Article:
|The first excerpt represents the element of Air. It speaks of mental influences and the process of thought, and is drawn from Within the Tides by Joseph Conrad:
remark that to be sure neither he (Renouard) nor yet Willie were
much used to meet girls of that remarkable superiority. Willie
when learning business with a firm in London, years before, had
seen none but boarding-house society, he guessed. As to himself in
the good old days, when he trod the glorious flags of Fleet Street,
he neither had access to, nor yet would have cared for the swells.
Nothing interested him then but parliamentary politics and the
oratory of the House of Commons.
He paid to this not very distant past the tribute of a tender,
reminiscent smile, and returned to his first idea that for a
society girl her action was rather fine. All the same the
Within the Tides
|The second excerpt represents the element of Fire. It speaks of emotional influences and base passions, and is drawn from The Commission in Lunacy by Honore de Balzac:
were never more cleverly twisted round a lie! Ecco."
"Bianchon, you frighten me! You have learned a good many things, then,
since we lived in the Maison Vauquer?"
"Yes, since then, my boy, I have seen puppets, both dolls and
manikins. I know something of the ways of the fine ladies whose bodies
we attend to, saving that which is dearest to them, their child--if
they love it--or their pretty faces, which they always worship. A man
spends his nights by their pillow, wearing himself to death to spare
them the slightest loss of beauty in any part; he succeeds, he keeps
their secret like the dead; they send to ask for his bill, and think
it horribly exorbitant. Who saved them? Nature. Far from recommending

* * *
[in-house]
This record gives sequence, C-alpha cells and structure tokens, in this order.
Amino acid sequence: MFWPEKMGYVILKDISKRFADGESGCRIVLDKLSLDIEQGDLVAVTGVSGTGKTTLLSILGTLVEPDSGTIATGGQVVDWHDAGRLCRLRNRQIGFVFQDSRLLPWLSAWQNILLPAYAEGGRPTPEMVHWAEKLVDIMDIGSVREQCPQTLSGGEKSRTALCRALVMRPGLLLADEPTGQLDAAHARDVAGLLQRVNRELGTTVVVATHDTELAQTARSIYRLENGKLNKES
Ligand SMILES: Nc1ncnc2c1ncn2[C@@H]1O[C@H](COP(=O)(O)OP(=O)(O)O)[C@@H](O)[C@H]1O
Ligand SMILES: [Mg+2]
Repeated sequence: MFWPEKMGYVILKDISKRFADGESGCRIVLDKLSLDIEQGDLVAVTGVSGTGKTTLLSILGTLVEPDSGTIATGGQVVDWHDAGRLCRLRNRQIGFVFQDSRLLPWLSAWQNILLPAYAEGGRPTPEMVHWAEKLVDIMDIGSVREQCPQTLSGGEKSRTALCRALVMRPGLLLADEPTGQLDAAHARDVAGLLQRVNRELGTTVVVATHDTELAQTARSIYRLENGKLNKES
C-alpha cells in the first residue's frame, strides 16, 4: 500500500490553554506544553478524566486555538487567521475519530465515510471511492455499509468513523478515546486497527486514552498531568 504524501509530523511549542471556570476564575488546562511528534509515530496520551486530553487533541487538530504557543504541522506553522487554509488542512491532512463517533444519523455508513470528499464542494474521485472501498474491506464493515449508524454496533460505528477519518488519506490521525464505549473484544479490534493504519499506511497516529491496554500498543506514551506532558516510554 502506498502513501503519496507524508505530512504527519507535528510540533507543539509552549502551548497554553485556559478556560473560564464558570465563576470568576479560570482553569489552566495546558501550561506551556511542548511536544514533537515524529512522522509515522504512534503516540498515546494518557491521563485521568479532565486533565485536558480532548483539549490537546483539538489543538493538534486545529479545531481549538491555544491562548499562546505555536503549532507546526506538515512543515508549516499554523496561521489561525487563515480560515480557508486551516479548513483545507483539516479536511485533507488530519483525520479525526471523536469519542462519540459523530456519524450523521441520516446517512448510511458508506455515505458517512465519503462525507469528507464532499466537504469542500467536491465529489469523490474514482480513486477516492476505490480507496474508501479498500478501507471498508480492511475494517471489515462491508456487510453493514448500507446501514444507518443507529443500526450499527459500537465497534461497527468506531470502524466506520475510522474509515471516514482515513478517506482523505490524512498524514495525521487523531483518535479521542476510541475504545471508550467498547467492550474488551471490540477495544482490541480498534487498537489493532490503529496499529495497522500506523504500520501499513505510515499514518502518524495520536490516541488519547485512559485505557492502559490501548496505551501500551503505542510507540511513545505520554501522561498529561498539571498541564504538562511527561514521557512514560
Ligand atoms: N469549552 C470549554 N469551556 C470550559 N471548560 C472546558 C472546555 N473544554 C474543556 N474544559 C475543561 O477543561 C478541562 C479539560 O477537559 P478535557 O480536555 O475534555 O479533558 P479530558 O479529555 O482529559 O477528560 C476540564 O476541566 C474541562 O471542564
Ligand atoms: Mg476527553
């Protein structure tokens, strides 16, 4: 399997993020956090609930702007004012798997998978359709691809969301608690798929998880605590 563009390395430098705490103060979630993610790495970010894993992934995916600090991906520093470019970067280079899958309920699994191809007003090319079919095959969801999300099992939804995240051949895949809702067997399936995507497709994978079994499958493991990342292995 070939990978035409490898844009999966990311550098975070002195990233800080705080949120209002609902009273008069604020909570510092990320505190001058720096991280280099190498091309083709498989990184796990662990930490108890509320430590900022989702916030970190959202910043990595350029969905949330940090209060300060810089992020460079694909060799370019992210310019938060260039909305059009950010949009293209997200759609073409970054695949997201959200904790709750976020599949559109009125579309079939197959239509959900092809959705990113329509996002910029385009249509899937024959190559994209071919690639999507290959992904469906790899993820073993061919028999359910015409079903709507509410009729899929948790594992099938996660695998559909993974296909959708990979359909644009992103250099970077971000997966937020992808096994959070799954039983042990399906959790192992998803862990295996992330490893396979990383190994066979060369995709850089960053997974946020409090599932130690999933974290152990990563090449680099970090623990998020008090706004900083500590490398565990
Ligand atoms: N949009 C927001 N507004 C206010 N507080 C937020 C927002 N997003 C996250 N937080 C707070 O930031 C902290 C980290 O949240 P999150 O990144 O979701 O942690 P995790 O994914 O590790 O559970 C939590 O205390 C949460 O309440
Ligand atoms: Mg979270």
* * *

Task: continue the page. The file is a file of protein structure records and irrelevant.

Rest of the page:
|The third excerpt represents the element of Water. It speaks of pure spiritual influences and feelings of love, and is drawn from Life in the Iron-Mills by Rebecca Davis:
coach drove off. The Doctor had held out his hand in a frank,
generous way, telling him to "take care of himself, and to
remember it was his right to rise." Mitchell had simply touched
his hat, as to an equal, with a quiet look of thorough
recognition. Kirby had thrown Deborah some money, which she
found, and clutched eagerly enough. They were gone now, all of
them. The man sat down on the cinder-road, looking up into the
"'T be late, Hugh. Wunnot hur come?"
He shook his head doggedly, and the woman crouched out of his
sight against the wall. Do you remember rare moments when a
Life in the Iron-Mills
|The fourth excerpt represents the element of Earth. It speaks of physical influences and the impact of the unseen on the visible world, and is drawn from Adieu by Honore de Balzac:
At that instant a woman sprang from beneath a chestnut-tree standing
to the right of the gate, and, without making any noise, passed before
the marquis as rapidly as the shadow of a cloud. This vision made him
mute with surprise.
"Why, Albon, what's the matter?" asked the colonel.
"I am rubbing my eyes to know if I am asleep or awake," replied the
marquis, with his face close to the iron rails as he tried to get
another sight of the phantom.
"She must be beneath that fig-tree," he said, pointing to the foliage
of a tree which rose above the wall to the left of the gate.